A pilot was forced to make an emergency landing in a 1930s plane as his passenger frantically waved to sunbathers below to move out of the way.
Zac Rockey, 47, had to improvise when the engine of the light aircraft cut out as he was flying over the coast in Sidmouth, Devon, the Daily Telegraph reports.
Rockey and his passenger, Trudi Spiller, searched in desperation for a safe place to land as the plane began to lose height.
Spiller could be seen waving frantically from the aircraft window, urging people to vacate Jacob's Ladder Beach, as the pilot steered the plane toward the coastline.
No one was hurt in the incident, which was caught on camera, and the plane survived undamaged.
The pair had spent the day taking the plane down to Bodmin Airfield for an event to mark the 100th anniversary of the end of World War I.
It was as they were making their way back to Branscombe that the plane suddenly started to lose power, before the engine then cut out completely.
Rockey said: "We were flying along, taking in the view, when it began to lose power.
"It failed, the options available to me in the cockpit didn't work. So I had to look for somewhere to land.
"You look for somewhere near something or people so that if there are complications you will be able to get help more easily.
"You know what - I have had better runways. It was not ideal," he added.
Spiller said the incident had left her with "jelly legs" but said that she had complete faith in the "hero" pilot.
She said: "Zac is my hero. He is an amazing, fantastic pilot and I had every confidence in him, absolute faith that he would land it.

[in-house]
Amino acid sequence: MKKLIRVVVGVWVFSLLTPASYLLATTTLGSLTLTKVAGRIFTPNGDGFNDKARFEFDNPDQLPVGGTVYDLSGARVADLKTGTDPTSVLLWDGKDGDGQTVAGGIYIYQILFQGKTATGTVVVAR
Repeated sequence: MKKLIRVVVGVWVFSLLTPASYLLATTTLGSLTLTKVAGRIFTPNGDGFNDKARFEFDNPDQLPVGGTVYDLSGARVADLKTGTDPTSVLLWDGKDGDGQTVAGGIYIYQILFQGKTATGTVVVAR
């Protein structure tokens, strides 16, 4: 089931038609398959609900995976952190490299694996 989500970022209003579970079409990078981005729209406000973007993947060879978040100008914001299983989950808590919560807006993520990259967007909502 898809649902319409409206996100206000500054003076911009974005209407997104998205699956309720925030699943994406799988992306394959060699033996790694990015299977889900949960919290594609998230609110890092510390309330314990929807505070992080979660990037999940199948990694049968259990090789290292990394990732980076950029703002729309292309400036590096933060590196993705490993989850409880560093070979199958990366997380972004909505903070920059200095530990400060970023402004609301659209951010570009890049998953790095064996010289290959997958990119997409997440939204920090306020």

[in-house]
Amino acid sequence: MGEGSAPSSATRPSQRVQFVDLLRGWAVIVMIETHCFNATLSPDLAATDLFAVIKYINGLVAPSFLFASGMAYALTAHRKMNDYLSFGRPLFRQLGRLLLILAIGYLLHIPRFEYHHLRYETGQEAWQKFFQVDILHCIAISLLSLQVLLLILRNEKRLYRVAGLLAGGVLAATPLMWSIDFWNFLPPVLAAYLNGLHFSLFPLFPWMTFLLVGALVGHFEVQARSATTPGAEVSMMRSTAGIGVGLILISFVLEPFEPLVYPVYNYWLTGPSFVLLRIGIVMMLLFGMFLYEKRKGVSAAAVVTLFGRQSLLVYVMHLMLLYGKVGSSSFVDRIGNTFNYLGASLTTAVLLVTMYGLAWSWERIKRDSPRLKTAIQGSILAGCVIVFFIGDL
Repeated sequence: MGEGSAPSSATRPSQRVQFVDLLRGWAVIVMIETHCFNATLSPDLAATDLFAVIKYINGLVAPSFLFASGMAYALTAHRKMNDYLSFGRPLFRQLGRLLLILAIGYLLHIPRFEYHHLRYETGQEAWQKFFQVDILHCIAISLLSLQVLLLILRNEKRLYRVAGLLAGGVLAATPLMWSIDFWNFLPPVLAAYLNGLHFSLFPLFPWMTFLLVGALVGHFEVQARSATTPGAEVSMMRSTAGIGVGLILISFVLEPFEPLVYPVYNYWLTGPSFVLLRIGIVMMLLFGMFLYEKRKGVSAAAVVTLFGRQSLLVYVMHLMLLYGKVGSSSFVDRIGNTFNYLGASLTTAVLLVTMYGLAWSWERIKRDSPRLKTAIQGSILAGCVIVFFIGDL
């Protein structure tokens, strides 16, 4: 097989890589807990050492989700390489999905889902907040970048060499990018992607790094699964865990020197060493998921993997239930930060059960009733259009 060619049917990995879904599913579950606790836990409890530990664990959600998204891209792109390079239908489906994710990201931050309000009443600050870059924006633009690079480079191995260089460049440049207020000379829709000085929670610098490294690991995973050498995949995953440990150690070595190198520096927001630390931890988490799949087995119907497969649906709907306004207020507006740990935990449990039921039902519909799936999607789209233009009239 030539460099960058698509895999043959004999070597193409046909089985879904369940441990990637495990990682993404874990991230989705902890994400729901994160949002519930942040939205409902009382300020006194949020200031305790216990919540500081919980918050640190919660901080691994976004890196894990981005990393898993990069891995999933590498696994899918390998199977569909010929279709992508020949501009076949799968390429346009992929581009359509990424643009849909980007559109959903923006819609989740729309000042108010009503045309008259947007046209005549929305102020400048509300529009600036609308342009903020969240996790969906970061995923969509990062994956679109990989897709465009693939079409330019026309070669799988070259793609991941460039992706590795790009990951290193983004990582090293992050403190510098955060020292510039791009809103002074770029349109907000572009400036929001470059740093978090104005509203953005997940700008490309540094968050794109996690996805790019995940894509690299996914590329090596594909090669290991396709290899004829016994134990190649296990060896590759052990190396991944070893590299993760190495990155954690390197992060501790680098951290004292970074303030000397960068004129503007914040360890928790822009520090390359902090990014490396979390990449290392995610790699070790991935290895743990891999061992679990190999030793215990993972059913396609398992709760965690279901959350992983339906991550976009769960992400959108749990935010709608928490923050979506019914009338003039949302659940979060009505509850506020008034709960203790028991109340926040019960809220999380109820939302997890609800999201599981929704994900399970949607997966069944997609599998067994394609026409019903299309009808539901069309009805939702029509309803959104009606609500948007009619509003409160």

"As we came around the cliffs it began to slow up, then the next thing there was a total failure and the engine cut out.
"I turned around and called 'Zac' but of course you can't hear each other up there.
"He's looking out of the side of the plane and I started moving my arms telling people to get out of the way.
"I was slightly frightened. It wasn't like my life flashed before me or anything but I was thinking 'here we go'.
"I gave a sigh of relief as we landed and got out quickly but afterwards I have to admit I had jelly legs."
The aircraft was being dismantled by police and the coastguard, as there is no other way to remove it from the beach, and beach-goers were surprised to see the plane marooned on the coast.
Emma Salter, who lives nearby, visited the beach with her husband for an evening picnic to find crowds of people on the sand.
She said: "I asked one of the crew - there must have been around 15 of them - if the beach was closed, and he smiled and said no, but watch out for the plane.
"When we got down to the shore we couldn't believe what we were seeing - our friend, who volunteers for Sidmouth lifeboat, in his tractor towing a plane.
"I can only imagine how strange is must have been for people on the beach watching it land - you just wouldn't think it was going to land."